Dave Matthew's Band is a band that holds a special place in the hearts of a lot of South Africans. It is fair to suggest that it has as much to do with the band's South African roots/links as it does with their collective quality as musicians. We sent our reporter, Johan Van Rooyen, to the band's Johannesburg concert last night and he's back with feedback on what was, by many accounts, and incredible night out.
Let me begin by introducing you to my girlfriend. She is a normal kind of person, a teacher, music fan, likes her songs two minutes and thirty seconds long and blasting from the radio speakers in her car. She did not come with me to see Dave Matthews Band live. The prospect of extended ten minute sax solos, intelligently crafted songs that move exactly to where you don’t expect them, and special visits from South African jazz giants like Hugh Masekela did not excite her. But good God, I could not contain myself.
Like a child on Christmas morning I walked into the Dome and experienced that feeling of “this place is much bigger than I remember” that I get every time I walk into the Dome. We bought our beers (quite a lot of them, naturally), found our seats and settled in for the show that I felt more and more certain with each passing second would blow my mind substantially.
Vusi Mahlasela got the crowd going with his infectious rhythms and much loved danceables. His stage personality lends a humbleness and honesty to his music, which added poignancy and subtlety and confirmed why he has occupied such a lofty spot in the South African music scene for countless years. By the time he brought his set to a close, his quirky dance moves, catchphrase (Thank you very please!) and ridiculously upbeat songs had the crowd warmed up and ready to experience the Dave Matthews Band in all their glory. He left the stage to cheers and whoops, and a tangible sense of excitement drifted through the crowd like mist (there may have also been some doob smoke in there now that I think about it).
Dave Matthews hit the stage hard. For the three hours that followed, my memories were vague and uncertain. The set gelled together well and the sound of each song contributed neatly to the overall effect of the performance, building in a huge crescendo towards a massive cover of All Along The Watchtower which had the crowd whipped into a frenzy. The musicians were playing their instruments hard, throwing down mind-bending solos and constant high energy performance, leaving both musicians and crowd in a stupor.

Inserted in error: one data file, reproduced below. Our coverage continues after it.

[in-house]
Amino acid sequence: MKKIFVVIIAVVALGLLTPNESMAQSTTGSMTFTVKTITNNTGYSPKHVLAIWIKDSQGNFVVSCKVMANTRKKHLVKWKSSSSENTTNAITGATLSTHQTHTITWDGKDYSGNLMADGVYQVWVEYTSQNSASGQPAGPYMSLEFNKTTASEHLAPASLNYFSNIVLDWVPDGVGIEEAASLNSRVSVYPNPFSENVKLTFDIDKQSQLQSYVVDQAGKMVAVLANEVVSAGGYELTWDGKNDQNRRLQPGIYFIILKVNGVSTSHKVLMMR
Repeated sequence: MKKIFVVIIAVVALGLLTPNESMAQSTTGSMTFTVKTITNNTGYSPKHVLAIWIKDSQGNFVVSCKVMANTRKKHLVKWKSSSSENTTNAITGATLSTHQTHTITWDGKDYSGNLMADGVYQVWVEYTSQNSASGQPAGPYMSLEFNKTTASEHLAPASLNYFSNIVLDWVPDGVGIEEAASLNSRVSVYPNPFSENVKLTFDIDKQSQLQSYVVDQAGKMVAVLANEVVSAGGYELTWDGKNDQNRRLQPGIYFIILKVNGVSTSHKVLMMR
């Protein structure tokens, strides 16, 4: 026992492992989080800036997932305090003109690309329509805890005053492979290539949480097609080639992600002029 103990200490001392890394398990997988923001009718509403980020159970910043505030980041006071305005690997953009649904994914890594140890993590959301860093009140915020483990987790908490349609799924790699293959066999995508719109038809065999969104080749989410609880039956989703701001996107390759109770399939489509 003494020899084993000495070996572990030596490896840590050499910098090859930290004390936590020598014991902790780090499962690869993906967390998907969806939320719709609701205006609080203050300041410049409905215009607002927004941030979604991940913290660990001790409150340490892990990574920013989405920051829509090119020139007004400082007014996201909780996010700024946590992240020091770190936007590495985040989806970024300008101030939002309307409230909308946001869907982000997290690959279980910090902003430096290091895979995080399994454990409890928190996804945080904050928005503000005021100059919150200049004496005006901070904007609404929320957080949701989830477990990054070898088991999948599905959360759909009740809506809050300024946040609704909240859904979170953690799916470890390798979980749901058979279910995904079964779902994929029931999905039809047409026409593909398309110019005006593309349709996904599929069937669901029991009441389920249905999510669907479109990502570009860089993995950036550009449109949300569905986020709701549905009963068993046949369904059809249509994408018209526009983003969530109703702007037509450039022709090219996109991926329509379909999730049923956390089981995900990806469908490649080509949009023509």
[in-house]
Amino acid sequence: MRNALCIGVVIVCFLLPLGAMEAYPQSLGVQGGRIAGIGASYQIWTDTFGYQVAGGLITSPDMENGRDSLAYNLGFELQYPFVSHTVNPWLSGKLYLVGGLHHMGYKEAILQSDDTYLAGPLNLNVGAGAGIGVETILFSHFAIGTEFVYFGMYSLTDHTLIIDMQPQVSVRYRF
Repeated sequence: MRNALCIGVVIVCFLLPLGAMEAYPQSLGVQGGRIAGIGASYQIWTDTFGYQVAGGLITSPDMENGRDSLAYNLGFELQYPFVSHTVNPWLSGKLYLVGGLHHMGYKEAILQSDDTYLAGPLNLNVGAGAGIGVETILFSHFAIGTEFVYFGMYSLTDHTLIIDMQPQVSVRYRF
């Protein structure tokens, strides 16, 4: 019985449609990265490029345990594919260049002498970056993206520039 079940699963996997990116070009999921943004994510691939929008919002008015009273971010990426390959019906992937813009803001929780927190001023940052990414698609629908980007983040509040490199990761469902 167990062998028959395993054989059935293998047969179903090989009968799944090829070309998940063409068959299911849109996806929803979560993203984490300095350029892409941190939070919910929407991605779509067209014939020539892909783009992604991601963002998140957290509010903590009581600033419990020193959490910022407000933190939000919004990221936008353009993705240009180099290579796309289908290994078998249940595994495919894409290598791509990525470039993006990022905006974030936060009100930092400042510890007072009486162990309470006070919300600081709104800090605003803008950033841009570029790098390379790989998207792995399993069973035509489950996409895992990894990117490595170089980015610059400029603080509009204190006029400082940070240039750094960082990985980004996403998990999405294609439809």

This is not to say, however, that the evening was without its more sensitive moments. Dave Matthews’ rendition of Crush (a personal favourite) was heartfelt and honest, and didn’t fail to raise the occasional Goosebump. While the band sensitively and carefully backed him up, adding that special DMB-ness, but without overriding the sentiment of the song with excessive sound. They then carefully built it up more and more culminating in extended solos from most of the ensemble. This gave a musical voice to the emotions of the lyrics and injected layer upon layer of musical significance.
Another stand out was their cover of Sugar Man by Rodriguez. Like Crush, the song was rendered beautifully, and supported by understated, yet ingeniously crafted music. The choice of Sugar Man shows Dave Matthews’ sensitivity to the location; by playing a song that resonated with so many young South Africans in the 70s he connected himself with that spirit of carefree yet subtle angst of Rodriguez. He was able to evoke to nostalgia of Rodriguez, and the importance that the song has to South African, but add his own unique touch to it, elevating the song to another level.
Ultimately, the show was great, and I am very glad that I went. I went out in search of the DMB experience, and I was not disappointed, and the snowball of fans that began in 1991 can count itself one person heavier as it continues to roll down that hill.